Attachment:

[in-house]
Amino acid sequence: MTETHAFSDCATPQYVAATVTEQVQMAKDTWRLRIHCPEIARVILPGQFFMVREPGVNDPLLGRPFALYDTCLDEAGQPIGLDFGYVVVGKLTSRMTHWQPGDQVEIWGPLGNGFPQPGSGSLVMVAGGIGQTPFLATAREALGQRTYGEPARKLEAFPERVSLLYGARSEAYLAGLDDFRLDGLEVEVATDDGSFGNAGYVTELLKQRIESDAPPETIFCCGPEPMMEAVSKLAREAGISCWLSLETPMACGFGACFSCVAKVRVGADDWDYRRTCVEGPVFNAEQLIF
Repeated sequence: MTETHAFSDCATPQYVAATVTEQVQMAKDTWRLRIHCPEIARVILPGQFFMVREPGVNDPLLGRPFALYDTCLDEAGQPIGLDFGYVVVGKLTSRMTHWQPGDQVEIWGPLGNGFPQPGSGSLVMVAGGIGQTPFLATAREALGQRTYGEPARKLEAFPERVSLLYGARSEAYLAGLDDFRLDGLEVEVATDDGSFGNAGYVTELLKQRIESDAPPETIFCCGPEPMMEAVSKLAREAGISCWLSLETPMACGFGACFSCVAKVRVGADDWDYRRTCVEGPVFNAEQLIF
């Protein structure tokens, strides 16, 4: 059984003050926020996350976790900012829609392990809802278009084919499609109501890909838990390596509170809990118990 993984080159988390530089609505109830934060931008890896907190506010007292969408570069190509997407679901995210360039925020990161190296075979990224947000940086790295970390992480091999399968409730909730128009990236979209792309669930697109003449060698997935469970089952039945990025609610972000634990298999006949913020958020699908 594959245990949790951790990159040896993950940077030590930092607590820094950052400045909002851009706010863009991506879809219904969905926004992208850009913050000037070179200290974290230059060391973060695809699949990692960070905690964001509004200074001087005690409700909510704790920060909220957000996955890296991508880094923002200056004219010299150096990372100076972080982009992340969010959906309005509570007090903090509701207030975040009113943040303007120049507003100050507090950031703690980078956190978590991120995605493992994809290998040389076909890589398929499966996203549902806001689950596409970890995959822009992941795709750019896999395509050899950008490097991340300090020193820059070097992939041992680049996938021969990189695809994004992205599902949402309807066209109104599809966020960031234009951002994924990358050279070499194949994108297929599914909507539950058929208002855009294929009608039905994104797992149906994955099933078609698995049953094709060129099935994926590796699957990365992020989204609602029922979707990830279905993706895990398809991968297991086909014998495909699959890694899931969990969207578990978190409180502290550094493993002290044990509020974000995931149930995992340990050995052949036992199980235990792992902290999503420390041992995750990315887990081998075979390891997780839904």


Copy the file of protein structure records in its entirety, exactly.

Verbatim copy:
[in-house]
Amino acid sequence: MTETHAFSDCATPQYVAATVTEQVQMAKDTWRLRIHCPEIARVILPGQFFMVREPGVNDPLLGRPFALYDTCLDEAGQPIGLDFGYVVVGKLTSRMTHWQPGDQVEIWGPLGNGFPQPGSGSLVMVAGGIGQTPFLATAREALGQRTYGEPARKLEAFPERVSLLYGARSEAYLAGLDDFRLDGLEVEVATDDGSFGNAGYVTELLKQRIESDAPPETIFCCGPEPMMEAVSKLAREAGISCWLSLETPMACGFGACFSCVAKVRVGADDWDYRRTCVEGPVFNAEQLIF
Repeated sequence: MTETHAFSDCATPQYVAATVTEQVQMAKDTWRLRIHCPEIARVILPGQFFMVREPGVNDPLLGRPFALYDTCLDEAGQPIGLDFGYVVVGKLTSRMTHWQPGDQVEIWGPLGNGFPQPGSGSLVMVAGGIGQTPFLATAREALGQRTYGEPARKLEAFPERVSLLYGARSEAYLAGLDDFRLDGLEVEVATDDGSFGNAGYVTELLKQRIESDAPPETIFCCGPEPMMEAVSKLAREAGISCWLSLETPMACGFGACFSCVAKVRVGADDWDYRRTCVEGPVFNAEQLIF
């Protein structure tokens, strides 16, 4: 059984003050926020996350976790900012829609392990809802278009084919499609109501890909838990390596509170809990118990 993984080159988390530089609505109830934060931008890896907190506010007292969408570069190509997407679901995210360039925020990161190296075979990224947000940086790295970390992480091999399968409730909730128009990236979209792309669930697109003449060698997935469970089952039945990025609610972000634990298999006949913020958020699908 594959245990949790951790990159040896993950940077030590930092607590820094950052400045909002851009706010863009991506879809219904969905926004992208850009913050000037070179200290974290230059060391973060695809699949990692960070905690964001509004200074001087005690409700909510704790920060909220957000996955890296991508880094923002200056004219010299150096990372100076972080982009992340969010959906309005509570007090903090509701207030975040009113943040303007120049507003100050507090950031703690980078956190978590991120995605493992994809290998040389076909890589398929499966996203549902806001689950596409970890995959822009992941795709750019896999395509050899950008490097991340300090020193820059070097992939041992680049996938021969990189695809994004992205599902949402309807066209109104599809966020960031234009951002994924990358050279070499194949994108297929599914909507539950058929208002855009294929009608039905994104797992149906994955099933078609698995049953094709060129099935994926590796699957990365992020989204609602029922979707990830279905993706895990398809991968297991086909014998495909699959890694899931969990969207578990978190409180502290550094493993002290044990509020974000995931149930995992340990050995052949036992199980235990792992902290999503420390041992995750990315887990081998075979390891997780839904």